Pension savers urged to check their savings to avoid ‘shortfall’ going into new year | Personal Finance | Finance

Rising household are set to increase going into 2023, while are set to continue to increase, meaning mortgage repayments will continue to go up. But a financial planner has urged people to be mindful of their pensions and how much they have saved up for retirement.

Carla Morris, a financial planner at wealth manager RBC Brewin Dolphin, said Britons should make it a priority to check on their pensions.

She said: “If checking the value of your pension pot hasn’t been on the to-do list recently, this is the time to do so.

“Understanding how much money you’ve saved up will help you work out whether you’re on track to achieve your retirement ambitions.

“An adviser can offer support by calculating the projected value of your pension at retirement and the amount of annual income this is likely to produce.”


are a particularly attractive savings option for the future, as they avoid capital gains tax.

The tax is set to hit tens of thousands of more Britons next year, as the allowance will be halved from next April, from £12,300 to £6,000. The allowance will be halved again in April 2024, reducing to £3,000.

Ms Morris said Britons should consider topping up their pension if there is a “shortfall” between what the amount they want for their retirement and their current savings.

She said: “Pensions are a tax-efficient way of saving for the future because of the tax relief you receive on personal pension contributions.


“A £100 pension contribution costs just £80 if you’re a basic-rate taxpayer, £60 if you’re a higher-rate taxpayer, or £55 if you’re an additional-rate taxpayer.”

Britons have an annual allowance for how much they can put into their pensions each year and avoid paying tax. This is currently £40,000 a year or the equivalent of a person’s total earnings across a year.

The allowance includes the total sum of an individual’s personal contributions, employer contributions, and Government tax relief.

A person who goes above the allowance will get a statement from their pension provider to inform them.


James Norton, head of financial planners at Vanguard, spoke about how the allowance works. He said: “Under current rules most people can save as much as 100 percent of their income in a pension up to an annual limit of £40,000.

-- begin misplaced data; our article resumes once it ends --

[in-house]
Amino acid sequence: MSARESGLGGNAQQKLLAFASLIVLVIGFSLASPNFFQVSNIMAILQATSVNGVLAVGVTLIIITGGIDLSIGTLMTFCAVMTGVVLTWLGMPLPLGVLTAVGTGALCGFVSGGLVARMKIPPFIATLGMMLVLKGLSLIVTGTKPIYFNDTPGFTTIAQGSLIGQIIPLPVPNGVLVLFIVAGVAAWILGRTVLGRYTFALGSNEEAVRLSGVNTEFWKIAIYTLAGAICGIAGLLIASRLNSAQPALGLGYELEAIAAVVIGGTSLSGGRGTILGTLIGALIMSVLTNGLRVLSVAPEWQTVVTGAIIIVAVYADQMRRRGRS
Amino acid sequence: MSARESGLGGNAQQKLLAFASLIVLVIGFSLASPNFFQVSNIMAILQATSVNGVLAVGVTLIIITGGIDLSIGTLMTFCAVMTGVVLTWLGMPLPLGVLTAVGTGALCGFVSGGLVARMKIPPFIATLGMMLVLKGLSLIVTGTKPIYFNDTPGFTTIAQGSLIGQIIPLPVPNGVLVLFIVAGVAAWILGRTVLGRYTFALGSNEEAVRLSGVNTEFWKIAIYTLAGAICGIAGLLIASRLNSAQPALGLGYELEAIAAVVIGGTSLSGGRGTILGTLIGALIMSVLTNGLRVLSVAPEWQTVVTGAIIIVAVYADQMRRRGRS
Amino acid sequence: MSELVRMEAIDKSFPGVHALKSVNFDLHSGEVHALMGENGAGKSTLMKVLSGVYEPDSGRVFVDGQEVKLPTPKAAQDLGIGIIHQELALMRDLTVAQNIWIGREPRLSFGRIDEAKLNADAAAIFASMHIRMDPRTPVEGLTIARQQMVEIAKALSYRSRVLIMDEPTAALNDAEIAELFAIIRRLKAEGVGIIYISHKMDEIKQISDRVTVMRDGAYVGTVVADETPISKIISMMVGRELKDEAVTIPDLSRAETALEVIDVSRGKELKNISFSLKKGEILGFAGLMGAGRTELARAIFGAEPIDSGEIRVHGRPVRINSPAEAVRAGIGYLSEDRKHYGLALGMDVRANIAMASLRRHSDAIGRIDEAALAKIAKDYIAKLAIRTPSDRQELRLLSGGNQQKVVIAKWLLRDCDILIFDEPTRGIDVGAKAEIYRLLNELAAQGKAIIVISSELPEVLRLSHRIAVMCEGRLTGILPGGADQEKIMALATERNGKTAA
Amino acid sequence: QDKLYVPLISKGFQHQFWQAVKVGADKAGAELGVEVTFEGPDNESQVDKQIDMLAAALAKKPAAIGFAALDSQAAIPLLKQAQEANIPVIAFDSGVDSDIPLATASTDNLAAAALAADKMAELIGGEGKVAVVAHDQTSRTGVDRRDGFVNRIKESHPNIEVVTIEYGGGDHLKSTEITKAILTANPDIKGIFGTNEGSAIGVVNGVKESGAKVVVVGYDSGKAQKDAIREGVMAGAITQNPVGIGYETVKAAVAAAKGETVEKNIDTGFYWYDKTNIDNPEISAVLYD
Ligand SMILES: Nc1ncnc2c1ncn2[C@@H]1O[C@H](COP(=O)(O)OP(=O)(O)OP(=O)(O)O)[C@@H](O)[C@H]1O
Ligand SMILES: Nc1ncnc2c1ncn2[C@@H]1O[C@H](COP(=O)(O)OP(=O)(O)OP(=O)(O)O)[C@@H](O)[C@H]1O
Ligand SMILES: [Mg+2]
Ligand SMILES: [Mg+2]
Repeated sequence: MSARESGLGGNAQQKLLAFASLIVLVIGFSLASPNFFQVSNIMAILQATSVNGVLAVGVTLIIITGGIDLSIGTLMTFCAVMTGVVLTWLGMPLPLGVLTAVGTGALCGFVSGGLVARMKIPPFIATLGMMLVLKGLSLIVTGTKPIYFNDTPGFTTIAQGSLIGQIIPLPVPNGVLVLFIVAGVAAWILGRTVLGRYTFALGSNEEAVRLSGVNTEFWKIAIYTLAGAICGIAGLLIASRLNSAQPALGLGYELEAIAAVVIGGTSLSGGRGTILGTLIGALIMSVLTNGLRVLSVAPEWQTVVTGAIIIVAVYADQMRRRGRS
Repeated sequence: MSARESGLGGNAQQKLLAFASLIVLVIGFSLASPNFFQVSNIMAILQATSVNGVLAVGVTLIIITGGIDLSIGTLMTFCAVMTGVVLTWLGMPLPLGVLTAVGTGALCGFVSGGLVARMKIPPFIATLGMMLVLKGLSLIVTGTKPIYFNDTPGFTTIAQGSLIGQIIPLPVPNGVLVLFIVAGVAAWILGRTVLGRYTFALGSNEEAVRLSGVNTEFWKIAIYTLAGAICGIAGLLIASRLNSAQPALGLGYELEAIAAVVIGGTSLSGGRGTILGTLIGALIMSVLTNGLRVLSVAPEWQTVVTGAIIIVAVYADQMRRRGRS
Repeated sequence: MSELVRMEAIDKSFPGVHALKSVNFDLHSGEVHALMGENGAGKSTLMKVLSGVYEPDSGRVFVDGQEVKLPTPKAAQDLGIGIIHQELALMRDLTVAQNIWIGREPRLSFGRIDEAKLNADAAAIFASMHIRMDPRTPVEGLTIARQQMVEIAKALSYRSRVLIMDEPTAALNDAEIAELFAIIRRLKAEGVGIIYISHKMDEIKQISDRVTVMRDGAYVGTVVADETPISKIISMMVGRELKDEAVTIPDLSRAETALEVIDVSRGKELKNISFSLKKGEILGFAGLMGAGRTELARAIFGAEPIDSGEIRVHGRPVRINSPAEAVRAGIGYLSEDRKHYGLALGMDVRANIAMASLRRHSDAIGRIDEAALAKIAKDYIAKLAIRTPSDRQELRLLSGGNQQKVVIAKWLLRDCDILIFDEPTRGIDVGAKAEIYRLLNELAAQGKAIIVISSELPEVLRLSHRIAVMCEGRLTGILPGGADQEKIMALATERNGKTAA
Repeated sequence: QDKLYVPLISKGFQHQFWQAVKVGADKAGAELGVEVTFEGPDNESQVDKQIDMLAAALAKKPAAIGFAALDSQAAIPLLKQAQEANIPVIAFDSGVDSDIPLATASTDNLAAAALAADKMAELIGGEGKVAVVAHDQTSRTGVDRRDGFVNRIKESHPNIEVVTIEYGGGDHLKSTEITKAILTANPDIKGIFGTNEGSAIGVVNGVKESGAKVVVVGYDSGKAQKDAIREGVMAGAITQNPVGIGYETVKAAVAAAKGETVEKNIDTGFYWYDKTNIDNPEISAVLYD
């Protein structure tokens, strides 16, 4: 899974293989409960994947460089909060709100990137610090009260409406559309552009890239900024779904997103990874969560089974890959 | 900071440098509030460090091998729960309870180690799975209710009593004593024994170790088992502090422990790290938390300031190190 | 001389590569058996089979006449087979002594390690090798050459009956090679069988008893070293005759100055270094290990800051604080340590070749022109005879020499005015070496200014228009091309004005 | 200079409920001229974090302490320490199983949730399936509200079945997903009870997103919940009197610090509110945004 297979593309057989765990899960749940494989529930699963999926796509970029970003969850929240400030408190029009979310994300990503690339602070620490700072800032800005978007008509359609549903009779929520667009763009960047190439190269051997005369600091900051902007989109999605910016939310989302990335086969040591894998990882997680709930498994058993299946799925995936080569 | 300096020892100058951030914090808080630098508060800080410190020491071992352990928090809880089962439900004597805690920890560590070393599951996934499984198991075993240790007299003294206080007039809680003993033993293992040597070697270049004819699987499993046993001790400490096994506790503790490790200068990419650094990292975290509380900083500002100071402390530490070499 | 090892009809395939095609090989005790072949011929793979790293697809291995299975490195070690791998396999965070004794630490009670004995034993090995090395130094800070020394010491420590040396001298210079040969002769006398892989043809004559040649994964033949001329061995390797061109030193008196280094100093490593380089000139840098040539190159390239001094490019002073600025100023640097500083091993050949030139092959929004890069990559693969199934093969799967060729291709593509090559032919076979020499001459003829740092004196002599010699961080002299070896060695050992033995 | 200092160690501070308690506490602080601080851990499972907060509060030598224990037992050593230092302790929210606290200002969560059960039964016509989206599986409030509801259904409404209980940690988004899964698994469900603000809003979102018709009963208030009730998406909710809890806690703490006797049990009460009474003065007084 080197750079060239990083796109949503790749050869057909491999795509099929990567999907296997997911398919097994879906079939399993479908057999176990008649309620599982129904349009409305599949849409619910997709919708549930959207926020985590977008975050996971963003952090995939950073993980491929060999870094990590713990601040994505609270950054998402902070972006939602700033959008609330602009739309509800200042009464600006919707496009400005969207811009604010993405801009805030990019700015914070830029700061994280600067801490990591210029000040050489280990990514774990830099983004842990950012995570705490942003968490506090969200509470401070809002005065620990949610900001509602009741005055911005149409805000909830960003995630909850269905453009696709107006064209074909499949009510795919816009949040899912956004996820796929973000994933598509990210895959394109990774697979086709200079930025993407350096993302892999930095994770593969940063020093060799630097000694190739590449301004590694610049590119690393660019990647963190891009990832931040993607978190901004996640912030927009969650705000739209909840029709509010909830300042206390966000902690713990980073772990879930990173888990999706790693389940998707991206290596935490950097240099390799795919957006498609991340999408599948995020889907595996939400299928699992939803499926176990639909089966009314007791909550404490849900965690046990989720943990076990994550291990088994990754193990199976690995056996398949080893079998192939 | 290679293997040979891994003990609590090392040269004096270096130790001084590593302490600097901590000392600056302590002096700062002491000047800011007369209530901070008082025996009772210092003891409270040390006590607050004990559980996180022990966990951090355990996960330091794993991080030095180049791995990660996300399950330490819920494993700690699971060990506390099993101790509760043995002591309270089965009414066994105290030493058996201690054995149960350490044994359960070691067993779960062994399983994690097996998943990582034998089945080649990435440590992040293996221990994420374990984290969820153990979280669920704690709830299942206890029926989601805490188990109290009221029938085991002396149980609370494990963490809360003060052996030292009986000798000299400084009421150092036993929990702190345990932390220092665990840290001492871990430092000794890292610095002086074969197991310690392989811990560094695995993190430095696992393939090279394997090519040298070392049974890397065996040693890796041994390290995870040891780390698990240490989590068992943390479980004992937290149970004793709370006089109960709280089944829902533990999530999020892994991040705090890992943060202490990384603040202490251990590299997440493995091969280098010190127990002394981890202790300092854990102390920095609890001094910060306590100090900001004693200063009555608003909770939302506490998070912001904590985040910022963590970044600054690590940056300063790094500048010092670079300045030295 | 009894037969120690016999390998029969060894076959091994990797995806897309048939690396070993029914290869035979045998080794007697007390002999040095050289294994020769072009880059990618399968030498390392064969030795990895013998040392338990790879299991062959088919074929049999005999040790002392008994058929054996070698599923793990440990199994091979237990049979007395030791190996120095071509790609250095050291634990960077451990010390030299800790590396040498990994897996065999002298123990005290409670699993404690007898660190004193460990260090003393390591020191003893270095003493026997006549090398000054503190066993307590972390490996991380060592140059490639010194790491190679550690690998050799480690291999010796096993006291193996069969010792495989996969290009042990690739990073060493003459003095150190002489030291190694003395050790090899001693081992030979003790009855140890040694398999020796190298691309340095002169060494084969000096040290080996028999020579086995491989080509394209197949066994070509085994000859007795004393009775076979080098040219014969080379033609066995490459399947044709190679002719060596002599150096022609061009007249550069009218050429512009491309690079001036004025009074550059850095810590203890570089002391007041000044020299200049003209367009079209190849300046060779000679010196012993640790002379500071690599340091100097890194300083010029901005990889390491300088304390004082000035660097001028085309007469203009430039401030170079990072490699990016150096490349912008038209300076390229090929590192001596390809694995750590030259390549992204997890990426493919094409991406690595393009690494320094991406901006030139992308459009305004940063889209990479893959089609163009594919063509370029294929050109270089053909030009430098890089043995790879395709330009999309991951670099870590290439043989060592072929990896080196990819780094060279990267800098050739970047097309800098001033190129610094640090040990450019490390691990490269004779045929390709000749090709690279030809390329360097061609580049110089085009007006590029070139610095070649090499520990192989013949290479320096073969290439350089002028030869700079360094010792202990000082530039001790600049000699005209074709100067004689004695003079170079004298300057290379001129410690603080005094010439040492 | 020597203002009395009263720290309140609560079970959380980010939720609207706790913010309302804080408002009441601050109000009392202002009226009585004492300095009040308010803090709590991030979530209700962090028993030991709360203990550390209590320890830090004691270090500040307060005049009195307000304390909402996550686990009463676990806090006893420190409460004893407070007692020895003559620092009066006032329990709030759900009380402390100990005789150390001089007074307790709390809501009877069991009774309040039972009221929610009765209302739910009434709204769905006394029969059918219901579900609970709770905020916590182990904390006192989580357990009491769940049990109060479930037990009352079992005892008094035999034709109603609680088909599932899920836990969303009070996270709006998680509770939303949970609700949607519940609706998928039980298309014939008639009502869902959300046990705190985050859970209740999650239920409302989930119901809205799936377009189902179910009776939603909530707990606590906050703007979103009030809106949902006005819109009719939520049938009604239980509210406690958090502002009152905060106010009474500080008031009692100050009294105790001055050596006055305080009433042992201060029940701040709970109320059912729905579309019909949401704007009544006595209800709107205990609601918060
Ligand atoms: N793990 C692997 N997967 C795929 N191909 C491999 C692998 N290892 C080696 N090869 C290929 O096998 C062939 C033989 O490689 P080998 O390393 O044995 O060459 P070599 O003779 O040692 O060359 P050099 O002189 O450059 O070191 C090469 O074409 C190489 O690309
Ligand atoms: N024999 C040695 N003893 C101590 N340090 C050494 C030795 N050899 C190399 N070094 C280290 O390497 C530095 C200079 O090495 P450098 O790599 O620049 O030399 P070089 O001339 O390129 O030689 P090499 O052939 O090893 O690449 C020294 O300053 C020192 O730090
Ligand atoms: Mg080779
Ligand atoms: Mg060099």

“What is perhaps less well known, though, is that you can also carry forward any unused allowances from the previous three tax years.

“So, technically, it may be possible to put away up to £160,000 in your pension and get back the tax you would have paid on this income.

“Crucially – and this is also important for those who’ve struggled to save money this year – this carry-forward option is only open to you if you’re currently an active member of a registered pension scheme (i.e a defined contribution pension pot, defined benefit pension, or a pension credit membership where you have a share of your ex-partner’s pension).

“If you’re currently not enrolled in a workplace pension scheme, for example, it may be worth thinking about having at least a self-invested personal pension (SIPP), just in case you want to take advantage of this rule in the future.”

The pensions expert also encouraged savers to be aware of the other annual allowances that may affect the funds they put aside for retirement.

Mr Norton said: “Annual allowances are a crucial part of saving for retirement. Whether it be the pension annual allowance, or the annual ISA allowance, these are powerful tools in an investor’s armoury to help achieve investing success.

“Cost is a key factor that erodes investors returns, but those costs do not just relate to the investments and platforms. It relates to tax as well.

“The Government has put in place generous allowances in order to help us save for retirement, so we should make sure we use them.”

Britons can save up to £20,000 into and avoid paying tax. The four types of ISAs available to savers include cash ISAs, stocks and shares ISAs, innovative finance ISAs and Lifetime ISAs.

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